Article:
Buller still remains confident in Hesston College’s ability to stay open safely. When the state health officials reported 98 cases at Benedictine, Hesston had only seven.
“Sure, there’s flaws. There’s flaws in every system,” said Buller. “But I think with the issues going on here … they handled it well.”
Grounded on campus
Mary Harpole had been looking forward to getting back to classes for her senior year. She and her four roommates had agreed exposure to the virus felt inevitable — even if they followed all of the school’s pandemic rules.
“I think that truly Benedictine’s way of doing it is the best way that they can be doing it right now,” Harpole said.
Four days after classes started, a roommate tested positive. Harpole went into quarantine.
“It came sooner than I thought,” Harpole said.
Other than walks for fresh air, Harpole and her roommates — excluding the one sent off to isolation — were told to stay in their campus house for 14 days.
Wi-Fi problems were a particular nuisance in the home. The personal relationships Harpole had made with professors — part of the appeal of a small college like Benedictine — only made missing the chance to engage with them in-person worse.
“If you ever had questions,” Harpole said, “it’s just easier to just raise your hand and ask it in an in-person class.”
Outside of the classes, locking down actually went well — like you would expect from four close friends sharing a home together after months apart. A pre-quarantine Walmart run gave them plenty of supplies for kitchen experiments. They enjoyed the weather on their back patio. Even the online courses were a bonding experience.
“We all did have our moments of, ‘Oh, my goodness, this class is getting frustrating. It’s hard to do this online,’” Harpole said. “And we were really able to be vulnerable with each other.”
Harpole and her roommates all agreed to stick to Benedictine’s restrictions — before, during and after their quarantine. At the start of the school year, it was common to spot students not wearing masks and ignoring social distancing rules.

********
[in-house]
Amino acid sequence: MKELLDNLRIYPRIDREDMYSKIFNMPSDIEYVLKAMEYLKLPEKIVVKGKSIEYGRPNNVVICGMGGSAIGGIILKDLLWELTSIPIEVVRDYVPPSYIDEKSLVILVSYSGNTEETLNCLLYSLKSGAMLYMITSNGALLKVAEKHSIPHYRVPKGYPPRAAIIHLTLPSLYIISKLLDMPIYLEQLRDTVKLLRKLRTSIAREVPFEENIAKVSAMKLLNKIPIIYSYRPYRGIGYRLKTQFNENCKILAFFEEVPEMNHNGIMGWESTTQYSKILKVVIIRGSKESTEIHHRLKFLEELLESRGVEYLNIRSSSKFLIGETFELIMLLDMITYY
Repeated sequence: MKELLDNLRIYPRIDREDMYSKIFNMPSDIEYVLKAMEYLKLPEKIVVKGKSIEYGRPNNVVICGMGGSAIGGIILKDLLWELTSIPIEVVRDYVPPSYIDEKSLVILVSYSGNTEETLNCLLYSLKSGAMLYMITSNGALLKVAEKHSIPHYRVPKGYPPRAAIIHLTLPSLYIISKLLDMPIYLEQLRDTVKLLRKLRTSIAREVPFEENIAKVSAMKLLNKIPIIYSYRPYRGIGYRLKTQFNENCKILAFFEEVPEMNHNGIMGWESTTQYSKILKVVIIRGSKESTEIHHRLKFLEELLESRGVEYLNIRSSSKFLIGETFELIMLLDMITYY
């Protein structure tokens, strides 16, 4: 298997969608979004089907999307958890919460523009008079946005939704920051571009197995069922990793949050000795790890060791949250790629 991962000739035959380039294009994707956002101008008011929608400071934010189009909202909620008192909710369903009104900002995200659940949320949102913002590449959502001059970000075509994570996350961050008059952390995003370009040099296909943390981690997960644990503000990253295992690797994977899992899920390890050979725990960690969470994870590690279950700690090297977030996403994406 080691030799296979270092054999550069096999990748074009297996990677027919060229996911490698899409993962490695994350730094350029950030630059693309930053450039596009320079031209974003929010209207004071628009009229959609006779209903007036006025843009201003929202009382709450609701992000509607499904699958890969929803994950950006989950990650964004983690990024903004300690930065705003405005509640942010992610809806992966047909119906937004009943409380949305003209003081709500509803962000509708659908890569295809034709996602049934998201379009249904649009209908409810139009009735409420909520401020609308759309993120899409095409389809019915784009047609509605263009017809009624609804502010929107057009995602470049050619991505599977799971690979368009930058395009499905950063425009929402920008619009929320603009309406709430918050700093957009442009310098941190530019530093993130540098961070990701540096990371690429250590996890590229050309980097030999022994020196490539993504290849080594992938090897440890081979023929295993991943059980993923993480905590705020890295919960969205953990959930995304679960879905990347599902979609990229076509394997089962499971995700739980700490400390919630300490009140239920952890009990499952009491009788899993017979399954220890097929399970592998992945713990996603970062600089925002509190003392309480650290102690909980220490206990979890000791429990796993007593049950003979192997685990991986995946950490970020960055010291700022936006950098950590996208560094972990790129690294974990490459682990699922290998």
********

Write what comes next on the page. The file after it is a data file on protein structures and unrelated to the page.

The school did enforce its rules: $25 fine for getting caught without a mask; $75 for the second time. A third offense could involve getting kicked off of campus.
Still, not every student followed those rules.
“There wasn’t, at the beginning of the year, the seriousness of it,” said Linda Henry, the vice president of student life at Benedictine College. “The masks, they’d wear them sometimes. Sometimes not.”
But the spike of cases early in the school year changed that. The campus came together and prayed. Students began taking the rules more seriously.
“Now, I see everyone wearing masks,” Henry said. “Everyone kind of gets it a little better.”
After Atchison County officials grew concerned about the spread at Benedictine, the college agreed to keep students on campus — outside of grocery pickups and medical appointments — for two weeks starting Sept. 5.
On Sept. 9, the Kansas Department of Health and Environment reported a cluster of almost 100 cases at Benedictine College, though the college said that didn’t match its numbers.
Benedictine’s rule restricting students from leaving campus for two weeks ended last weekend. The school now has two active cases.
Harpole’s quarantine ended up building her confidence in the school’s handling of the virus. For her, two extra weeks of online classes and staying at her campus house was a good trade for getting back into the classroom — a trade she thinks the other students would be willing to make.
“The quarantine was hard, but it’s definitely worth it to be on campus,” Harpole said. “And I can see a lot of Benedctine students saying the same thing.”
Stephan Bisaha reports on education and young adult life for the Kansas News Service. You can follow him on Twitter @SteveBisaha or email him at bisaha (at) kmuw (dot) org. The Kansas News Service is a collaboration of KCUR, Kansas Public Radio, KMUW and High Plains Public Radio focused on the health and well-being of Kansans, their communities and civic life.